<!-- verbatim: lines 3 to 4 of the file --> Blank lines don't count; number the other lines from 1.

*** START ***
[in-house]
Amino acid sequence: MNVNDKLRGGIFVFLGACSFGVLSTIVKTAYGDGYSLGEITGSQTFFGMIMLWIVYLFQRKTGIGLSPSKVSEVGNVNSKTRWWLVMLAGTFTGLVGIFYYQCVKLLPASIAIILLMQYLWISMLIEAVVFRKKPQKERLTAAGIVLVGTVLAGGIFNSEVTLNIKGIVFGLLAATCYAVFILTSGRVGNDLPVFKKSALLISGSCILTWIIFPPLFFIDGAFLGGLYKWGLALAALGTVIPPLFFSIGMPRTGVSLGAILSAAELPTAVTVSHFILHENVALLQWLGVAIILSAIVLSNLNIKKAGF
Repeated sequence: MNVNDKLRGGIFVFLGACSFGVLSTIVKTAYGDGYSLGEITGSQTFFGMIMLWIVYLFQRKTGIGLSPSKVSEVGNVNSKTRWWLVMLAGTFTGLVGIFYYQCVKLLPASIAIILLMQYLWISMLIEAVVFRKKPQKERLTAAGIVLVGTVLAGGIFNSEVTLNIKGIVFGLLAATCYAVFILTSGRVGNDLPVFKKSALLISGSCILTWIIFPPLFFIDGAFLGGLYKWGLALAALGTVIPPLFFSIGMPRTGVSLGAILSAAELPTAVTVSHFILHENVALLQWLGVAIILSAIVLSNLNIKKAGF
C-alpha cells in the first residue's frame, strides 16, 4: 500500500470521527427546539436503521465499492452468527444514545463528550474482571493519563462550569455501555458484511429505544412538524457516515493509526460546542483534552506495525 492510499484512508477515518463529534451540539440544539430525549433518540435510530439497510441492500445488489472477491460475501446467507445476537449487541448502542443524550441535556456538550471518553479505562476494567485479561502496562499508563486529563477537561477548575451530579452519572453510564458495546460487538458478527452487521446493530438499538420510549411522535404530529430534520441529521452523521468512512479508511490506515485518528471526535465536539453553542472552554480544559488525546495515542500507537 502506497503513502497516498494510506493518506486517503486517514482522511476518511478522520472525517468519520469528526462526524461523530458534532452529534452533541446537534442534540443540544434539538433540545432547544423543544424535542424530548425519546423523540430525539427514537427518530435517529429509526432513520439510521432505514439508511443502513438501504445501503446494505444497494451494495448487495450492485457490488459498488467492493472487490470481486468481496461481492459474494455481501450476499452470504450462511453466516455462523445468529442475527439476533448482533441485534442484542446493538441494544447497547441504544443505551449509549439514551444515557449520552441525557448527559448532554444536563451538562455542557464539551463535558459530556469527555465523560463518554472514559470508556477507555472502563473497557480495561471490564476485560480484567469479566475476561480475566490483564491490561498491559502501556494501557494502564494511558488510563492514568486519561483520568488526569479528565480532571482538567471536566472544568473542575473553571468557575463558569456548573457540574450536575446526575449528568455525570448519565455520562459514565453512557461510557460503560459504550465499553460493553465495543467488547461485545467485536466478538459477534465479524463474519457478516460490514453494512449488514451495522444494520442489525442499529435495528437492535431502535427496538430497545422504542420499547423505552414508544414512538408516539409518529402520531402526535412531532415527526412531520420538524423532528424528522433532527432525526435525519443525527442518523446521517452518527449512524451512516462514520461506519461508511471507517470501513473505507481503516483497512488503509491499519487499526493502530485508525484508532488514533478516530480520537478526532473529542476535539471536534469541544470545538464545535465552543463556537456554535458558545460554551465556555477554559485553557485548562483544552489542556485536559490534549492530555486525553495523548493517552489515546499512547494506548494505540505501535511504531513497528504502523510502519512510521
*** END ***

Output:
Repeated sequence: MNVNDKLRGGIFVFLGACSFGVLSTIVKTAYGDGYSLGEITGSQTFFGMIMLWIVYLFQRKTGIGLSPSKVSEVGNVNSKTRWWLVMLAGTFTGLVGIFYYQCVKLLPASIAIILLMQYLWISMLIEAVVFRKKPQKERLTAAGIVLVGTVLAGGIFNSEVTLNIKGIVFGLLAATCYAVFILTSGRVGNDLPVFKKSALLISGSCILTWIIFPPLFFIDGAFLGGLYKWGLALAALGTVIPPLFFSIGMPRTGVSLGAILSAAELPTAVTVSHFILHENVALLQWLGVAIILSAIVLSNLNIKKAGF
C-alpha cells in the first residue's frame, strides 16, 4: 500500500470521527427546539436503521465499492452468527444514545463528550474482571493519563462550569455501555458484511429505544412538524457516515493509526460546542483534552506495525 492510499484512508477515518463529534451540539440544539430525549433518540435510530439497510441492500445488489472477491460475501446467507445476537449487541448502542443524550441535556456538550471518553479505562476494567485479561502496562499508563486529563477537561477548575451530579452519572453510564458495546460487538458478527452487521446493530438499538420510549411522535404530529430534520441529521452523521468512512479508511490506515485518528471526535465536539453553542472552554480544559488525546495515542500507537 502506497503513502497516498494510506493518506486517503486517514482522511476518511478522520472525517468519520469528526462526524461523530458534532452529534452533541446537534442534540443540544434539538433540545432547544423543544424535542424530548425519546423523540430525539427514537427518530435517529429509526432513520439510521432505514439508511443502513438501504445501503446494505444497494451494495448487495450492485457490488459498488467492493472487490470481486468481496461481492459474494455481501450476499452470504450462511453466516455462523445468529442475527439476533448482533441485534442484542446493538441494544447497547441504544443505551449509549439514551444515557449520552441525557448527559448532554444536563451538562455542557464539551463535558459530556469527555465523560463518554472514559470508556477507555472502563473497557480495561471490564476485560480484567469479566475476561480475566490483564491490561498491559502501556494501557494502564494511558488510563492514568486519561483520568488526569479528565480532571482538567471536566472544568473542575473553571468557575463558569456548573457540574450536575446526575449528568455525570448519565455520562459514565453512557461510557460503560459504550465499553460493553465495543467488547461485545467485536466478538459477534465479524463474519457478516460490514453494512449488514451495522444494520442489525442499529435495528437492535431502535427496538430497545422504542420499547423505552414508544414512538408516539409518529402520531402526535412531532415527526412531520420538524423532528424528522433532527432525526435525519443525527442518523446521517452518527449512524451512516462514520461506519461508511471507517470501513473505507481503516483497512488503509491499519487499526493502530485508525484508532488514533478516530480520537478526532473529542476535539471536534469541544470545538464545535465552543463556537456554535458558545460554551465556555477554559485553557485548562483544552489542556485536559490534549492530555486525553495523548493517552489515546499512547494506548494505540505501535511504531513497528504502523510502519512510521